When we think of the 70s, what comes to mind is recreational drug use, long hair, bell bottoms, anti-war protests and free love. Although communes still exist, they are more like co-ops these days rather than all of the inhabitants sleeping with each other, although there are some like that to be sure.

Erik (Thomsen) is a somewhat stuffy professor of architecture at a University in Copenhagen. His wife Anna (Dyrholm) is a beautiful news reader working for the national broadcast network. When Erik inherits what is essentially a mansion from his father in a rural suburb of Copenhagen, he initially wants to sell it; their daughter Freja (Hansen) wants to move into it but it is Anna who comes up with the idea they eventually adopt – to invite friends and strangers to move in and create their own commune.

You see, Anna has become somewhat bored in her marriage and wants variety, but as they say, be careful what you wish for. She and Erik invite friends at first like Ole (Ranthe) who has a bit of a temper but soon they are inviting fascinating strangers and before too long there are a dozen or so adults and children living in the commune.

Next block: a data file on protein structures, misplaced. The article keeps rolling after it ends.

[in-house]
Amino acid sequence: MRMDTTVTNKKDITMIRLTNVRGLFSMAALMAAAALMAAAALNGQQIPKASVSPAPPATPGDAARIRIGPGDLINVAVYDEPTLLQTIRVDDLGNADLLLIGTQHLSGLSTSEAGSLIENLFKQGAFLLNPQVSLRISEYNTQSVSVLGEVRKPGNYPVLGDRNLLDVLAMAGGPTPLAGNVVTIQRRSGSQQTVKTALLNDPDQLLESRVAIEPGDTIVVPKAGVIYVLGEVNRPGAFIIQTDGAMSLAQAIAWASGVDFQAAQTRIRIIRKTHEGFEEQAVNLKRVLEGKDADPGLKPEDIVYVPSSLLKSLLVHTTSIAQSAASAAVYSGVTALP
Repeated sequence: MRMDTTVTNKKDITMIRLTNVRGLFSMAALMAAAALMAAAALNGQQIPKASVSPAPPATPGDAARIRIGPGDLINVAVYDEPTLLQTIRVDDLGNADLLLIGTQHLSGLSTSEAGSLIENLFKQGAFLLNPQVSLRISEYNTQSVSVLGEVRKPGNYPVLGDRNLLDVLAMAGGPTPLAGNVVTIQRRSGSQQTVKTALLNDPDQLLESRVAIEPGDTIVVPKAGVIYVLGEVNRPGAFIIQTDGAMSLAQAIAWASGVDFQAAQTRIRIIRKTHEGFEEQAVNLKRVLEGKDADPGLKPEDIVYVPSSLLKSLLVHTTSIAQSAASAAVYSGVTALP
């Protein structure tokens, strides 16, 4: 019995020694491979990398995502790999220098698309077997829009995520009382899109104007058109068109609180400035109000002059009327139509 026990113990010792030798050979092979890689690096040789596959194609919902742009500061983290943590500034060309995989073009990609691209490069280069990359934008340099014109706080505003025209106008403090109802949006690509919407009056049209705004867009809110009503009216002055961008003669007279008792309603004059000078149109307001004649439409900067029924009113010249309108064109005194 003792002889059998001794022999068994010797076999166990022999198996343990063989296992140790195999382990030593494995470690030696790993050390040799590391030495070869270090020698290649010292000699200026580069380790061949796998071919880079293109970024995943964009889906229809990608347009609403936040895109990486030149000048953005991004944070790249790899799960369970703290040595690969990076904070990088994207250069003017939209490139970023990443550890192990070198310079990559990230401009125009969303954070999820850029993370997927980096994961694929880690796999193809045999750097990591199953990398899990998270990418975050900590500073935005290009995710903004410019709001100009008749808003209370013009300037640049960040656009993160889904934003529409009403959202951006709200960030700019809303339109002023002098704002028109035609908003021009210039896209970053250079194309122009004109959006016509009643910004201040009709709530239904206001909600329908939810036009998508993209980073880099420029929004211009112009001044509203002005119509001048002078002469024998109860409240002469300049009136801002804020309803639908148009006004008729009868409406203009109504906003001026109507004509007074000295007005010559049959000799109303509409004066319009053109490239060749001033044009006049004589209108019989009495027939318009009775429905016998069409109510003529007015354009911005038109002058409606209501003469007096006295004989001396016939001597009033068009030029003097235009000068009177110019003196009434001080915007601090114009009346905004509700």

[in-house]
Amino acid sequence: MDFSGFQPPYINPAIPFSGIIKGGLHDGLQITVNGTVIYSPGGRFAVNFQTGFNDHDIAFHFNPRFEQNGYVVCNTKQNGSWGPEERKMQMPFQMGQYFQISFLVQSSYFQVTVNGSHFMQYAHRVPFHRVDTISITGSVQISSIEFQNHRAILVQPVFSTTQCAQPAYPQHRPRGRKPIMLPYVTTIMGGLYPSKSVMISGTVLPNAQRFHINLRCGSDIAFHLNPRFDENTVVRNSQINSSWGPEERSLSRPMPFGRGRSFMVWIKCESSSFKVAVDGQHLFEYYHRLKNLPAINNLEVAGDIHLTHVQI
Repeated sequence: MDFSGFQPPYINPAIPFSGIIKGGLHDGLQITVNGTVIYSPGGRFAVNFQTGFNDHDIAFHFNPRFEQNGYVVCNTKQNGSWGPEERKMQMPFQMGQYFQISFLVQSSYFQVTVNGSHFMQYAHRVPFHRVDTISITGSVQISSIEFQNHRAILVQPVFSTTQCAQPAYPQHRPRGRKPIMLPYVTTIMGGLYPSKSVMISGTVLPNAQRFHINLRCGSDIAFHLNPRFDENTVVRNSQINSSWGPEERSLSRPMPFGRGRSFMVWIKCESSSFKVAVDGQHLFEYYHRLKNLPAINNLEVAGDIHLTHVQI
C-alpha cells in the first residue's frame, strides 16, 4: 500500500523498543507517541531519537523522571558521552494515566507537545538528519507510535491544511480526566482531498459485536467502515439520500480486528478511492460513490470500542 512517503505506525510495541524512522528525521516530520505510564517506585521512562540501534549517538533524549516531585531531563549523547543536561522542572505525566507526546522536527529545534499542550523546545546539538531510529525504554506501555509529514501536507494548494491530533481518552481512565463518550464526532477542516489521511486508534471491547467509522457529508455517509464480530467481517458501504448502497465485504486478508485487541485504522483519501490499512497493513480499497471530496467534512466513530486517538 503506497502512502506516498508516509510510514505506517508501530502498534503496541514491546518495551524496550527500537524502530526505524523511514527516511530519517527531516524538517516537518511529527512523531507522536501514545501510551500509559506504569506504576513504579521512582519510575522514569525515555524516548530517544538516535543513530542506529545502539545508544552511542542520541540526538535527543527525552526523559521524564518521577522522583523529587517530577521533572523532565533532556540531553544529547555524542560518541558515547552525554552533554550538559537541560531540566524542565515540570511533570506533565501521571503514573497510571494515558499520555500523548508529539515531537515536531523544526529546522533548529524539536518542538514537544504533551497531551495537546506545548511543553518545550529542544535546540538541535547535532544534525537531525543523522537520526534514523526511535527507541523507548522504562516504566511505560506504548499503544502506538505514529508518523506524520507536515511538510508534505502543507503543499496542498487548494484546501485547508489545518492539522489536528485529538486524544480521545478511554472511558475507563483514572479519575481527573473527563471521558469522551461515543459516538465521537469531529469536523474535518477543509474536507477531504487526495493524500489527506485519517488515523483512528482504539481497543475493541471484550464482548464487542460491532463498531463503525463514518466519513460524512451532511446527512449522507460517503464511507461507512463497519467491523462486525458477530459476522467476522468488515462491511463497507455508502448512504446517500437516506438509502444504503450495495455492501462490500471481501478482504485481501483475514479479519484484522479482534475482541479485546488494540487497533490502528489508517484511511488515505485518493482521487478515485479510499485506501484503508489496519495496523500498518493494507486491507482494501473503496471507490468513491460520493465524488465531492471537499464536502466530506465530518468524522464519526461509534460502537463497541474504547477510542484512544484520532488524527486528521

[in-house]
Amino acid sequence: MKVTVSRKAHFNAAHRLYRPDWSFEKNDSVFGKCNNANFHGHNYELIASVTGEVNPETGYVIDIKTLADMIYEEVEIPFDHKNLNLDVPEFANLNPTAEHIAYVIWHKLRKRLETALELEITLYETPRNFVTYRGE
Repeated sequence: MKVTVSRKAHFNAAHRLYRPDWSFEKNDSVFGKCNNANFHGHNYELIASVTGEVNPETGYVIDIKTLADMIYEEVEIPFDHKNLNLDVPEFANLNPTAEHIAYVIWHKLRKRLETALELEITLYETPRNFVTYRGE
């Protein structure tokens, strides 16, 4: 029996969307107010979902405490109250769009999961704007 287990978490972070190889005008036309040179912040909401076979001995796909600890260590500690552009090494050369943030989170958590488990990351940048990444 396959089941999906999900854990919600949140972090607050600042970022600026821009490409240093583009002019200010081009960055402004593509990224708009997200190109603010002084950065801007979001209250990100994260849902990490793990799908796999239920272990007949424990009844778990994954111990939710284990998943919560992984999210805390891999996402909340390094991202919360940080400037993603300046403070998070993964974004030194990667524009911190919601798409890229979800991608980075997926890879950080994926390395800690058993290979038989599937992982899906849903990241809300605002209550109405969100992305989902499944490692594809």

Things go pretty well at first but things begin to lose cohesion. One of the children who has a heart condition (and quite the crush on Freja) is taken to the hospital, scaring the whole community on Christmas Eve. But to make matters worse, Erik falls in love with Emma (Newmann), one of his students and invites her to join the Commune. At first, Anna is pretty sanguine about the whole situation but she begins to crack and soon the tension in the Commune becomes nearly unbearable.

I’m not so sure this is an indictment of free love and the sexual politics of the 70s as it is more or less simply presenting the pros and cons. In all honesty most of the couples in the commune stay fairly faithful to one another with the exception of Erik – and it must be said that Anna paved the way for that in many ways. Judging Erik by standards that are 40 years after the period depicted here isn’t really fair but by our standards he’s quite the jerk.

The performances here are top-notch; most of the actors are not well-known in the U.S. with the exception of Fares and to a lesser extent Thomsen. The prize though goes to Dyrholm who goes from a strong and confident woman to an absolute mess by the end of the film. Badly shaken not so much by Erik’s infidelity – I think she could have handled an affair so long as Erik still loved her but once it became a case where Erik loved Emma and not Anna she was absolutely destroyed.